How do we stop Sikh-Americans from bearing the brunt of heightened racist sentiments, again?

Extending olive branches, therefore, in the form of self-education is a good first step toward creating a world where di...

At the beginning of this year, Gurbir Singh Grewal was appointed the sixty-first Attorney General of the State of New Jersey. He is the first Sikh-American Attorney General in United States history ― making Grewal the state's "top cop and top lawyer," whose role it is to oversee the Department of Law and Public Safety and to protect life and property.

Since his appointment, he has discharged his public duties diligently and conscientiously by addressing the opioid crisis, defending immigrant rights, reproductive rights and access to health care, as well as bolstering consumer protection and labour laws.

But despite his meritorious record in office, Grewal has been a victim of persistent anti-Sikh sentiment...

...A report prepared by South Asian Americans Leading Together (SAALT), a non-profit organisation advocating for racial justice, found that the 2016 election of Donald Trump "amplified a wave of hate violence against South Asian, Muslim, Sikh, Hindu, Middle Eastern, and Arab communities to heights not seen since the year after the attacks of September 11, 2001".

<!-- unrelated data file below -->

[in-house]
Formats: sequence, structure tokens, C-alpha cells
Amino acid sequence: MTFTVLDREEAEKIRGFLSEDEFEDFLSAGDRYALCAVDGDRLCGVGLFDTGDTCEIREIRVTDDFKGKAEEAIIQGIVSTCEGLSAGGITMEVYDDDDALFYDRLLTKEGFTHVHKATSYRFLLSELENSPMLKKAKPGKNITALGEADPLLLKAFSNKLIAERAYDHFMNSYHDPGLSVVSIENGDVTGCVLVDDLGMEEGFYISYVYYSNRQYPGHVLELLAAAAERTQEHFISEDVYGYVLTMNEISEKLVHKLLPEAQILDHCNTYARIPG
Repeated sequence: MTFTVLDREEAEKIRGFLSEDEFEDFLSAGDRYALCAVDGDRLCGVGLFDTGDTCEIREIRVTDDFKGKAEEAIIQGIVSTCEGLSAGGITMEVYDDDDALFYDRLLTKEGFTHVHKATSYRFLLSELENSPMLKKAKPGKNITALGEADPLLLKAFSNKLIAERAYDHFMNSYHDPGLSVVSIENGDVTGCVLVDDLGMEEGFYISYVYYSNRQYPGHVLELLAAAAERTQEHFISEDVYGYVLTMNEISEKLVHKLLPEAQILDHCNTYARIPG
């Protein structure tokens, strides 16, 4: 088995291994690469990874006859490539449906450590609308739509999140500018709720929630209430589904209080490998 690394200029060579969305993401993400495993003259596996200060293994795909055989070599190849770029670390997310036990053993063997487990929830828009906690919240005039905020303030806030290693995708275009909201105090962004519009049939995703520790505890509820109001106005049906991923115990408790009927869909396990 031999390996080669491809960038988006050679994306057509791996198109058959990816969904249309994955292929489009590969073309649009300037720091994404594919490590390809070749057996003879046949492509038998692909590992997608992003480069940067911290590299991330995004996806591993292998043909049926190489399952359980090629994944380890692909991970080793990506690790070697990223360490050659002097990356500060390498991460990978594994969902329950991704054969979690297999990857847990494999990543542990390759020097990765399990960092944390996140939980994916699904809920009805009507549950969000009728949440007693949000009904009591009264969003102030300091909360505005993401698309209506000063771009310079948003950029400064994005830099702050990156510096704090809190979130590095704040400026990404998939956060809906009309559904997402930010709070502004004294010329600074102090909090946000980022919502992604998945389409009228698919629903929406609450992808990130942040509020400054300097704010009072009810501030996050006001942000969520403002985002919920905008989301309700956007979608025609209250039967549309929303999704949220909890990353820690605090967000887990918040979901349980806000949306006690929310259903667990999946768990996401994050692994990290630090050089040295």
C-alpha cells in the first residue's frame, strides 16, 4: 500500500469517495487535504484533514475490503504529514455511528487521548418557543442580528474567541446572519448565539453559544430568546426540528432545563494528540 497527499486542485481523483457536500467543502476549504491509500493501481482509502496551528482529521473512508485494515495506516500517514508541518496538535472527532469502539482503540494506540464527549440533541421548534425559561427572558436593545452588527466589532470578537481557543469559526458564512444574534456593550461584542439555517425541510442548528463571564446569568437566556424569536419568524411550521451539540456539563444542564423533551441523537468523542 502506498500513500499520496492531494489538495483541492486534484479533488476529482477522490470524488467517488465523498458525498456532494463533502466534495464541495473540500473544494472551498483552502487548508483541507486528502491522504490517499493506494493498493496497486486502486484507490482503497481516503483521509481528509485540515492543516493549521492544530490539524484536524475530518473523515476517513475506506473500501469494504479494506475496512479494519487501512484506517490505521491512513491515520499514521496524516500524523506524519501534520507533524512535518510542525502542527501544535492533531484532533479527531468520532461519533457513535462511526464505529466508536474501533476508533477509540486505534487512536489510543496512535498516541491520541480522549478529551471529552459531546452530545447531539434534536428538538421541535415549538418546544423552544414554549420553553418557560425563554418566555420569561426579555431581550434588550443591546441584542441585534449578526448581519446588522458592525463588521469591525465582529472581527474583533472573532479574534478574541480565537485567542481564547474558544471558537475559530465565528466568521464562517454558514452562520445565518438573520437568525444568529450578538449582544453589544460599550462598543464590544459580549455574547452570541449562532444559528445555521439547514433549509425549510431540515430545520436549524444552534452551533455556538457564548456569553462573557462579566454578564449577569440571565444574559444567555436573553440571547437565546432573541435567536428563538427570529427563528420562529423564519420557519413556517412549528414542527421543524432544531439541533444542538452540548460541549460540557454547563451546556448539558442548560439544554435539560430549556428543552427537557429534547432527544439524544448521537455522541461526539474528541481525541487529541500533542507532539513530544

The report covered the period between 9 November 2016 to 7 November 2017 ― effectively the first year of the Trump presidency ― and noted a 64 per cent increase in hate violence against those who identify as or are perceived as being South Asian, Muslim, Sikh, Hindu, Middle Eastern and Arab.

Calling on communities to change

So, what can be done?

According to Satjeet Kaur, Executive Director of the Sikh Coalition, the answer could be as simple as getting to know a Sikh person. "The prejudice and hostility aimed at the Sikh community in America is often visceral, but it's also often only skin-deep," she says. "More often than not, once people take the time to learn about the Sikh community, its faith and traditions, perceptions change."

The Sikh Coalition has been driving campaigns to create safer schools and end workplace discrimination by working at the local, state and federal levels to raise Sikh awareness among educators, media outlets, government agencies and elected officials...

...But, Morrison insists the onus cannot solely be on the people facing prejudices. She says we all have a duty to take steps to educate ourselves.

Extending olive branches, therefore, in the form of self-education is a good first step toward creating a world where diversity, mutual respect and tolerance ― whether of a Muslim hijab or a Jewish kippah or a Sikh turban and beard ― is the norm.

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